Joshua Romatowski, flutist, has been praised for his ability to “allow each note to sound with its own expressive qualities” (San Francisco Examiner). Joshua’s playing has been described as “elegantly shaped” (San Francisco Examiner) and possessing “graceful intimacy” (San Francisco Classical Voice). Joshua holds a MM in Flute Performance from the San Francisco Conservatory of Music and a BM in Flute Performance from the University of Texas at Austin, as well as an Artist Diploma in Early Music from the Cornish College of the Arts. Joshua was a winner of the Ladies Musical Club of Seattle Frances Walton Competition.
As well as being a prize winner in the National Flute Association’s Baroque Artist Competition, Joshua has appeared in concert on baroque flute in every major city on the West Coast with the American Bach Soloists, Portland Baroque Orchestra, Byron Schenkman &Friends, Pacific MusicWorks, and other period ensembles.
Joshua currently holds the 3rd Flute/Piccolo chair with Symphony Tacoma and is on faculty at MusicWorks Northwest. Joshua’s primary teachers have been Timothy Day, Marianne Gedigian, Jeffery Zook, and Janet See.
Violin & ViolaLaurel Wells is known for her work on both baroque and modern viola and violin. She has enjoyed an extensive and eclectic musical life, performing in Hong Kong, Norway, Canada, and throughout the United States. For twenty years she played violin with the Lyric Opera of Chicago, between seasons earning Master’s degrees in violin and viola from Indiana University. She studied chamber music at the Banff Center in Canada, and performed extensively under the guidance of the Vermeer Quartet. Laurel was a member of the Northwest Chamber Orchestra, holding the position of principal viola. She is currently a member of the Pacific Northwest Ballet orchestra, and the 5th Avenue Theater orchestra. In the early music world, Ms. Wells plays with the Seattle Baroque Orchestra, Pacific MusicWorks, and performs chamber music with the Gallery Concert Series. Other past seasons have included performances with the Seattle Symphony, Seattle Opera, Pacifica Baroque Orchestra, Portland Baroque, and the Oregon Bach Festival. She has also performed as a chamber musician with the Whidbey Island Concert Series and Camerata Musica. Laurel has recorded for NPR, Wild Boar and the Centaur labels.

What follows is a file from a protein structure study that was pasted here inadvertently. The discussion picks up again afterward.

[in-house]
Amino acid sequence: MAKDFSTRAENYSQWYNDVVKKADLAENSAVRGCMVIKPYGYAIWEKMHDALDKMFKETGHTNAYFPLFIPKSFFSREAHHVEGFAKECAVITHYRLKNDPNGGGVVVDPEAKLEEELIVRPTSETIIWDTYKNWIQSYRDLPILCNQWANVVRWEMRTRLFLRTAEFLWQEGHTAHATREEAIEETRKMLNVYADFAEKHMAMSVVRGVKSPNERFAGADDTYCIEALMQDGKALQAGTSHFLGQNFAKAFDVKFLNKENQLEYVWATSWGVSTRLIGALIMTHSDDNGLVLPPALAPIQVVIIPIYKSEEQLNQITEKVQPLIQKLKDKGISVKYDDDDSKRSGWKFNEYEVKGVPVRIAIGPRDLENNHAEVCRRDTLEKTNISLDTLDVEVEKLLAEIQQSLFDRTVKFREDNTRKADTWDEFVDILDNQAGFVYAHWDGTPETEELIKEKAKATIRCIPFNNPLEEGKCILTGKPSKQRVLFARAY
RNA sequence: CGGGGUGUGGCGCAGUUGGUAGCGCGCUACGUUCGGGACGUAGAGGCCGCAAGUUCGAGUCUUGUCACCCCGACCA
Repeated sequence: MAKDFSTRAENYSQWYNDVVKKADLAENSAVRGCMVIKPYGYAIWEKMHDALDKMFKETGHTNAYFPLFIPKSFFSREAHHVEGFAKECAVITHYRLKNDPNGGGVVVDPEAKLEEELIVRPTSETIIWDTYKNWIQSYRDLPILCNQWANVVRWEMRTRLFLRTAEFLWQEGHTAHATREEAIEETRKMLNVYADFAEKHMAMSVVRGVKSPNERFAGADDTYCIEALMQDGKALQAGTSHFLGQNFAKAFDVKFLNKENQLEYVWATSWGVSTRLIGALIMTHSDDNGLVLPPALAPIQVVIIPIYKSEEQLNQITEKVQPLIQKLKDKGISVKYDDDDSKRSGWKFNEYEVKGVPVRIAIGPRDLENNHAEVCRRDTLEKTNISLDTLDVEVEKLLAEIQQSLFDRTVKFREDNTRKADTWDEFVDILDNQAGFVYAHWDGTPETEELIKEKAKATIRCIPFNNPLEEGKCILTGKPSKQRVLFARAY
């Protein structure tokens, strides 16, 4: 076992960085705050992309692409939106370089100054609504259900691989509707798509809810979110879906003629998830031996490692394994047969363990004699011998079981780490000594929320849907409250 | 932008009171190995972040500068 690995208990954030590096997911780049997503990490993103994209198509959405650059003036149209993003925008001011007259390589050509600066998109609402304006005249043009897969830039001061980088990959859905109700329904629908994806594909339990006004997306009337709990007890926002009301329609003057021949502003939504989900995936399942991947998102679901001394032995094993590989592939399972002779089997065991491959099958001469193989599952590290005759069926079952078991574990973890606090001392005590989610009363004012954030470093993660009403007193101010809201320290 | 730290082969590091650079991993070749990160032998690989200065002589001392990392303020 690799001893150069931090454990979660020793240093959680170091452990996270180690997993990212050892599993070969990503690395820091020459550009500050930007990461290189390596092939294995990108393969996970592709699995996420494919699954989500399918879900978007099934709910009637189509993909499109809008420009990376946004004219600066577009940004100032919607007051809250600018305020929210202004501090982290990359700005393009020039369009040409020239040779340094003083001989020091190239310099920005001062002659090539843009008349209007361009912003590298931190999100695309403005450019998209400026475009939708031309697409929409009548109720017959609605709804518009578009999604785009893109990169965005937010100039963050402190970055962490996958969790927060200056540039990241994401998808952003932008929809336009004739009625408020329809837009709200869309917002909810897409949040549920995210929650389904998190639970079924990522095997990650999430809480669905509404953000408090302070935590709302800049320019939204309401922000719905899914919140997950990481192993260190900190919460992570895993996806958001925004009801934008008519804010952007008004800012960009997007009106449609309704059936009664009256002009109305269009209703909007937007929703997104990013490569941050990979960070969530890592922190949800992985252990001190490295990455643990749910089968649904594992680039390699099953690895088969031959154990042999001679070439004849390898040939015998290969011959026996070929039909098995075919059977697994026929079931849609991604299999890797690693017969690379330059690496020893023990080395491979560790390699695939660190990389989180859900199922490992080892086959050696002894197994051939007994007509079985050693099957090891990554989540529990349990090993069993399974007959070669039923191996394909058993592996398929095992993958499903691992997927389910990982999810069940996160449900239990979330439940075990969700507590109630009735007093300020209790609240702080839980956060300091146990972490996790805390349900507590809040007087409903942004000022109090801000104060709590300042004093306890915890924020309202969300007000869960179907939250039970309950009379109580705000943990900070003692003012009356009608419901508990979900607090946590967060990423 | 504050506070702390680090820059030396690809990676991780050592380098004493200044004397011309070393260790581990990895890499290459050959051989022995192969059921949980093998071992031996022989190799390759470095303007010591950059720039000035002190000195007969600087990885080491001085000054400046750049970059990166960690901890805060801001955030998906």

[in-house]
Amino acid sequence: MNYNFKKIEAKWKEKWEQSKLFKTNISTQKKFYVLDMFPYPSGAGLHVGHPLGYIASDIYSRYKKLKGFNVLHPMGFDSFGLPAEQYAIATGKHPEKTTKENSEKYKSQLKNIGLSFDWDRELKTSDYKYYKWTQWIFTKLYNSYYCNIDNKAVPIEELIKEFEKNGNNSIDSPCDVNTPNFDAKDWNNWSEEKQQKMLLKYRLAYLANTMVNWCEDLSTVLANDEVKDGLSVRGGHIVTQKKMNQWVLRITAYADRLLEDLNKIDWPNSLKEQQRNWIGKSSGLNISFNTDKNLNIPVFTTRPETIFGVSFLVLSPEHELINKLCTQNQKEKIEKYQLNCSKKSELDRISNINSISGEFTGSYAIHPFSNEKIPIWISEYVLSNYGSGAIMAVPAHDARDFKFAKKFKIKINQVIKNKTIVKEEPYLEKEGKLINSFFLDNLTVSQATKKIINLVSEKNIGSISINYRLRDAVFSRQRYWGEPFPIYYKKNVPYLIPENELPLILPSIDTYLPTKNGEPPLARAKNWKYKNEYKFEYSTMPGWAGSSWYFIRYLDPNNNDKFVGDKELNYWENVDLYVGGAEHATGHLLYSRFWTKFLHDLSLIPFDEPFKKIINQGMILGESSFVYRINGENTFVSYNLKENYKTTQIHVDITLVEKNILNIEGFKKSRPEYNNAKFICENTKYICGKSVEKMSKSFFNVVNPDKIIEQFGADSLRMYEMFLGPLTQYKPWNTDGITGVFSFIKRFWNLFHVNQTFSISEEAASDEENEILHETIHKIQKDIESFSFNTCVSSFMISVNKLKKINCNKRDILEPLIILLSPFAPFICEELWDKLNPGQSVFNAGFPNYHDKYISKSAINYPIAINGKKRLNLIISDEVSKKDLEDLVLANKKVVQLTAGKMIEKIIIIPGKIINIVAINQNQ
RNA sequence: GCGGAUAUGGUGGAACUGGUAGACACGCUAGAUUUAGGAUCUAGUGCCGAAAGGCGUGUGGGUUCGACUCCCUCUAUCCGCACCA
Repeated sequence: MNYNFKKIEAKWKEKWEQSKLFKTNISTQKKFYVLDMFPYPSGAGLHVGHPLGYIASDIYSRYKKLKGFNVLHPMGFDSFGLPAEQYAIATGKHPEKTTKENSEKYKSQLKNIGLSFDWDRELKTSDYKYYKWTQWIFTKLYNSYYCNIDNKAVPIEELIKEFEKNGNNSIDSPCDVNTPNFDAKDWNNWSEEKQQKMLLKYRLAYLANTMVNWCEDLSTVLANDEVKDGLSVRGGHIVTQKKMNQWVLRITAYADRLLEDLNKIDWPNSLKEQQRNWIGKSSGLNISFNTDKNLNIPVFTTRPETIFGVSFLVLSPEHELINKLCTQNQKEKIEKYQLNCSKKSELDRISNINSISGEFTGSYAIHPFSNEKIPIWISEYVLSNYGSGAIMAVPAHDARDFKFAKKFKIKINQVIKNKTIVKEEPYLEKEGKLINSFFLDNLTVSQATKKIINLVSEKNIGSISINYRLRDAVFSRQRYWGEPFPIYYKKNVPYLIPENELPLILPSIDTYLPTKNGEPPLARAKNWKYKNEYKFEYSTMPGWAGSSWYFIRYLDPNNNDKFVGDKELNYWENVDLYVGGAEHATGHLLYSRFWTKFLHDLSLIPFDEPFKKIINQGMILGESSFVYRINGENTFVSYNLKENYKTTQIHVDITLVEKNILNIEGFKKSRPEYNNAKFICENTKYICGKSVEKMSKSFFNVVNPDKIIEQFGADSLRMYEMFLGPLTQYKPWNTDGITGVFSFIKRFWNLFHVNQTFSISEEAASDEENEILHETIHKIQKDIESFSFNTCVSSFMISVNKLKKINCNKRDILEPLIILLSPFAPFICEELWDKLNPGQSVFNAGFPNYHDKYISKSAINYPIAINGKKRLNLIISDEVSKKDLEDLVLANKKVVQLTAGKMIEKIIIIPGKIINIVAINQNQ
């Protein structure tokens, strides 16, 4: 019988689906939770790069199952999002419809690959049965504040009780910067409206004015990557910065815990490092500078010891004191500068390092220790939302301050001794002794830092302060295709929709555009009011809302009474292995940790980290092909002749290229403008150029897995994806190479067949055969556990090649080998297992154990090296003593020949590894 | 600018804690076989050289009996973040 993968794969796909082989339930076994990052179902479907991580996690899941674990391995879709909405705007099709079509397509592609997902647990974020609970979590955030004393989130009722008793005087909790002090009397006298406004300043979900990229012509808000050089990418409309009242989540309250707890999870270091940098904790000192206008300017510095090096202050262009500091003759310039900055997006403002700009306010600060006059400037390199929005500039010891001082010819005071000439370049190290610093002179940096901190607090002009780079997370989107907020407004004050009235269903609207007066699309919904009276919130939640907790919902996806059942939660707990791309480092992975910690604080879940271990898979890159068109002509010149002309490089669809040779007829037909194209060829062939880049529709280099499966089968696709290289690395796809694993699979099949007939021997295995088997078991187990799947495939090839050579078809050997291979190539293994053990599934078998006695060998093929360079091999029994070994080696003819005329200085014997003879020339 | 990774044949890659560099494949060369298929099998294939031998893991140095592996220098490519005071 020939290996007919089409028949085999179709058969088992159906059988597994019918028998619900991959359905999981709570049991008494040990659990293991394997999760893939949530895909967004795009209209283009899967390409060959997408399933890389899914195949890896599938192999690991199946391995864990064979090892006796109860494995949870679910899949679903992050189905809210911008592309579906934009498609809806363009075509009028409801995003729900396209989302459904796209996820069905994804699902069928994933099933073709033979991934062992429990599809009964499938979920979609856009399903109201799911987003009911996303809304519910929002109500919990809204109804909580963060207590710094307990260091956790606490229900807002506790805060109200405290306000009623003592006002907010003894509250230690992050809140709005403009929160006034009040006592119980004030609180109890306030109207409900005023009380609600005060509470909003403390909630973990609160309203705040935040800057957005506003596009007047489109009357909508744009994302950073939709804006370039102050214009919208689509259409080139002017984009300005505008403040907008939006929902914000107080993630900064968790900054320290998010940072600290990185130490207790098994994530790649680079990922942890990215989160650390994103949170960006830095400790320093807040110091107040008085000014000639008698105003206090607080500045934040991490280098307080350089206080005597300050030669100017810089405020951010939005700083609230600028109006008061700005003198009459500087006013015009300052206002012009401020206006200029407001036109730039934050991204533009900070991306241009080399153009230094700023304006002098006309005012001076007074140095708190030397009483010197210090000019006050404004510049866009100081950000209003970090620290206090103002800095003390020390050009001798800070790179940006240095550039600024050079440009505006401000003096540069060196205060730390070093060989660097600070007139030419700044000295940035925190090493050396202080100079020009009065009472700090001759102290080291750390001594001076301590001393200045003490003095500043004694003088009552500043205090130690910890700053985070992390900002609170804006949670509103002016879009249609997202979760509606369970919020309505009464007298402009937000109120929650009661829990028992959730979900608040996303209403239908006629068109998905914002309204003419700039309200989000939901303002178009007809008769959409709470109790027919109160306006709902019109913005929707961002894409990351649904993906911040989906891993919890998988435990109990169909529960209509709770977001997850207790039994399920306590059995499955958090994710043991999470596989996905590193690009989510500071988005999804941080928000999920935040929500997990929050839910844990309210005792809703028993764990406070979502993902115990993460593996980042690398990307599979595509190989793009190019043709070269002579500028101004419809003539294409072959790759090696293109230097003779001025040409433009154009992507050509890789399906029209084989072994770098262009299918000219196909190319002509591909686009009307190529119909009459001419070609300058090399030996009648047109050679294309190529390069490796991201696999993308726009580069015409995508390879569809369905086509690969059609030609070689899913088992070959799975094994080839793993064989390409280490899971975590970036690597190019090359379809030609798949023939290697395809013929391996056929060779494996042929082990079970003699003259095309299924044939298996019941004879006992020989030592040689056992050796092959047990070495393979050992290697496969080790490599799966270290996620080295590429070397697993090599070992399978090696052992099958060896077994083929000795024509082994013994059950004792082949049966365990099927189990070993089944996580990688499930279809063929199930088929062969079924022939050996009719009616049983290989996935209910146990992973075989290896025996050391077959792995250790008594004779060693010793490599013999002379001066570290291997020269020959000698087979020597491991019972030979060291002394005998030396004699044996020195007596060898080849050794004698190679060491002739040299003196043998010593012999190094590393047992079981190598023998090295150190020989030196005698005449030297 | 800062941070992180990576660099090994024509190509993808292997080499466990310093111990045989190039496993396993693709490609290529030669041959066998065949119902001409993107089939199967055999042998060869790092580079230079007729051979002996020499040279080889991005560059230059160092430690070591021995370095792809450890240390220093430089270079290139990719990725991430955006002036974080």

CelloNathan Whittaker, violoncello, enjoys a unique and diverse career as a concert soloist, chamber musician, recitalist, teacher, and historical cello specialist with concert stops ranging from Seattle to New York to Dubai. He is the Artistic Director of Gallery Concerts (Seattle) and regularly plays with the Seattle Baroque Orchestra, Pacific Baroque Orchestra, Portland Baroque Orchestra, and has served on the faculty of Cornish College of the Arts. He can be heard on recordings by ATMA Musique and Harmonia and broadcasts by NPR, CBC, and KING FM. He completed a Doctorate of Musical Arts from the University of Washington in 2012 and also holds degrees from Indiana University.
Rachell Ellen Wong
Performing with “unerring beauty” (The Classical Music Network), international prize-winning violinist Rachell Ellen Wong is recognized as an “emerging artist to watch and seek out” (Early Music America). Her virtuosic performances span the musical spectrum; she is known for applying historically informed practices to music of all periods.
Originally from Seattle, Wong has soloed with orchestras across the US and abroad. Recent appearances include Juilliard415, Orquesta Sinfónica Nacional de Panamá, New Zealand String Quartet, and recitals with world renowned pianist Anton Nel.
She most recently won the 4th prize in the XXI International J.S. Bach Competition. She has also won grand prizes in the 52nd Sorantin International String Competition and International Crescendo Music Awards. Recent music festivals include Berkeley Early Music Festival, Valley of the Moon Music Festival, London Masterclasses, and the Sarasota Music Festival.
Rachell is a proud Kovner Fellow in the Juilliard School’s Historical Performance program. She received her Master’s as a Jacobs Fellow from Indiana University, where she studied with Mark Kaplan and Stanley Ritchie. Her Bachelor’s as a Starling Distinguished Violinist is from the University of Texas. She loves to explore her multi-race heritage by studying diverse styles, including the Scottish fiddle.